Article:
On paper, the plot synopsis of Lars and the Real Girl sounds utterly unappetizing: “Sweet boy falls for inflatable sex toy.” In fact, the result is emotionally richer and more tasteful than one could imagine, given the tawdriness of the concept. It’s an impressive triumph over yechhh.
Lars Lindstrom (Ryan Gosling), a cubicle jockey in a small Midwestern town, is almost too sweet and shy. He lives in the garage behind the family house, which has been taken over by big brother Gus (Paul Schneider), together with his wife Karin (Emily Mortimer), who is very pregnant. Lars is increasingly avoiding contact with the couple, basically shuttling between his makeshift domicile and his unfulfilling job.
Practically everyone seems to be worried about Lars’s isolation — in particular, his lack of a relationship. Despite his social oddness, he seems to be regarded as a good “catch,” and adorable coworker Margo (Kelli Garner) is practically throwing herself at him. Yet Lars backs off from all advances.
Then one day — the very same day he’s receives a huge crate — Lars excitedly tells Gus and Karin that he’s got a girl visiting him from Brazil, someone he met on the Internet. But she’s very prim, so could she sleep in their spare room?
The Lindstroms are overjoyed until Lars introduces them to Bianca, who turns out to be a well-crafted, but hardly talkative, hunk of latex. As Lars responds to Bianca’s otherwise unheard vocalizations, Gus suddenly realizes that his brother is full-on Tony Perkins, Son-of-Sam insane.
Because Lars claims Bianca to be an invalid — which explains why she has be carried from place to place — Gus and Karin convince him that they should all pay a visit to Dagmar (Patricia Clarkson), the local GP, who is fortuitously also a psychologist. Dagmar contrives some kind of imaginary in-office treatment for Bianca, so that she and Lars have some chatting time each week.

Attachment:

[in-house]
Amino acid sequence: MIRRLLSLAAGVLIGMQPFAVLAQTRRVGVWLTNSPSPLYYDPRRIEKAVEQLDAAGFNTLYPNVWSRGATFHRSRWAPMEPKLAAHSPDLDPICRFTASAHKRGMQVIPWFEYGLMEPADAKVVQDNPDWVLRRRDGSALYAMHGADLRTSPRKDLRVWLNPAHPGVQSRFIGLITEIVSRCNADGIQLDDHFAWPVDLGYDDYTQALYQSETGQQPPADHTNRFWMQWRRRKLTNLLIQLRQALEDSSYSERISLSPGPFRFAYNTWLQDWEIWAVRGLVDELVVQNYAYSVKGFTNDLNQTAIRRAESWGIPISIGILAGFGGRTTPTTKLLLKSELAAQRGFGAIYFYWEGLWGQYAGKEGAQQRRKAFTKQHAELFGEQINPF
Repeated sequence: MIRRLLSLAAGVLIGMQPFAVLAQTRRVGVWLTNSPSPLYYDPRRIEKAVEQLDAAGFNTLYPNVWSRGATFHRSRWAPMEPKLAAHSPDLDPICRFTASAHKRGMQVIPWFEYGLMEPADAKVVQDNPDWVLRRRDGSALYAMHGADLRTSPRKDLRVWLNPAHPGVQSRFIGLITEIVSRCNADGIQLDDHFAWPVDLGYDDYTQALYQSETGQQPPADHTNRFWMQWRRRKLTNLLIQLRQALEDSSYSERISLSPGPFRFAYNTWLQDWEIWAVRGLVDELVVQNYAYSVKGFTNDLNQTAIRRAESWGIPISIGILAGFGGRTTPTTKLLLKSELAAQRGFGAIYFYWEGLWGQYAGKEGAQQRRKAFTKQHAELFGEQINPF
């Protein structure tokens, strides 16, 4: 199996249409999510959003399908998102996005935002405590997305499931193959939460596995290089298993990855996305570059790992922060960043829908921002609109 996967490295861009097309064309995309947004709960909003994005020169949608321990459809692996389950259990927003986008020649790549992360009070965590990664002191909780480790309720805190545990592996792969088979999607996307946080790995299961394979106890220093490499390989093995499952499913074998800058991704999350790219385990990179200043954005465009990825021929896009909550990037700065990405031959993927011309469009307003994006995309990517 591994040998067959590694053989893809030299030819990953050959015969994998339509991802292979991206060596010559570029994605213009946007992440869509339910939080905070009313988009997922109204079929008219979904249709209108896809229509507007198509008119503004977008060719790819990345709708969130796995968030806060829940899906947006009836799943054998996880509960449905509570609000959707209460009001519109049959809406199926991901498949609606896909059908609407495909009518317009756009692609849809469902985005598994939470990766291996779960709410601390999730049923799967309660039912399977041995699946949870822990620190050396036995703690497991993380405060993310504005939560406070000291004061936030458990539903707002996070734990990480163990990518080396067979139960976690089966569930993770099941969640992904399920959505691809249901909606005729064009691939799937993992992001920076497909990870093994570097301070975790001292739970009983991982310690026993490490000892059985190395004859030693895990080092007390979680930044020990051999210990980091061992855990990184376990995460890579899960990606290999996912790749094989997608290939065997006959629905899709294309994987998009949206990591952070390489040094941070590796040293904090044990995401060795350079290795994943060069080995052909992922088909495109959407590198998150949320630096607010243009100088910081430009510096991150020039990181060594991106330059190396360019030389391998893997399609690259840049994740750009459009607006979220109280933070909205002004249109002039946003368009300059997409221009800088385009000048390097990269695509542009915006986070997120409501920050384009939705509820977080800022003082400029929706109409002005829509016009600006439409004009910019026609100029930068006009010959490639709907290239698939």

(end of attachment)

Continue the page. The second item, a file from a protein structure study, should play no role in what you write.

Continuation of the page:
Dagmar suggests that the Lindstroms simply accept Bianca on Lars’s terms for the duration. Besides: he’ll simply block out any attempt to confront him with reality (as Gus quickly learns).
As word spreads, the entire community joins in. Ironically, Lars’s social life starts to grow more normal, now that he’s been validated by having a lovely girlfriend.
Director Craig Gillespie and writer Nancy Oliver have reduced the ick factor by desexualizing the setup; Bianca may be anatomically correct, but she and Lars have a chaste relationship — certainly a relief for Gus and Karin, who bathe and dress her. (Try not to think about it.)
The most obvious classic forebear here is Mary Chase’s play Harvey and its various film and TV versions. But Gillespie’s film takes place in what is otherwise a more naturalistic universe, so the dissonance between the sweet tone and the genuine mental distress that has given rise to Lars’ delusion seems greater. Indeed, some might find the whole affair nauseatingly cutesie-poo.
But I think there’s a worthwhile complex of themes lurking underneath — the same themes that made Robert Zemeckis’s Cast Away (2000) so terrific. Once everyone in town starts acting as though Bianca is real, does it make any difference that she’s latex? Not only can we never be completely certain that other people are “real” — as opposed to automata constructed to amuse us — but to what extent do we relate to some genuine sense of others rather than a series of perceptions and prejudices we project onto them?
If I’m getting a little murky in my deepdish ruminations, let me just ask this: How many of you wept in Cast Away when Wilson was swept out to sea? How many wanted Tom Hanks to risk his life trying to rescue him?
I thought so.
The emotions the audience attaches to Bianca aren’t as strong, I think, as with Wilson, in part because she looks almost human, which constantly reminds us that she’s not.
For better or worse, Lars and the Real Girl hints at the sources of Lars’s delusion/illness without ever indulging in a big, dramatic “breakthrough” scene. And Gosling does a remarkable job of keeping the character sympathetic, even when we’re clearly being shut out of his inner life.
There is one serious obstacle to buying into the world of Lars: You have to accept the existence of a small town without a single nasty hooligan or spiteful bully. The villagers are remarkably broadminded and supportive: Quite frankly, the notion of a talking, living latex doll strains my credulity less than the idea of a small, Midwestern town filled with nothing but benevolent souls. n
Currently playing at Regency Paseo Camarillo Cinemas and Mann Westlake Village 8.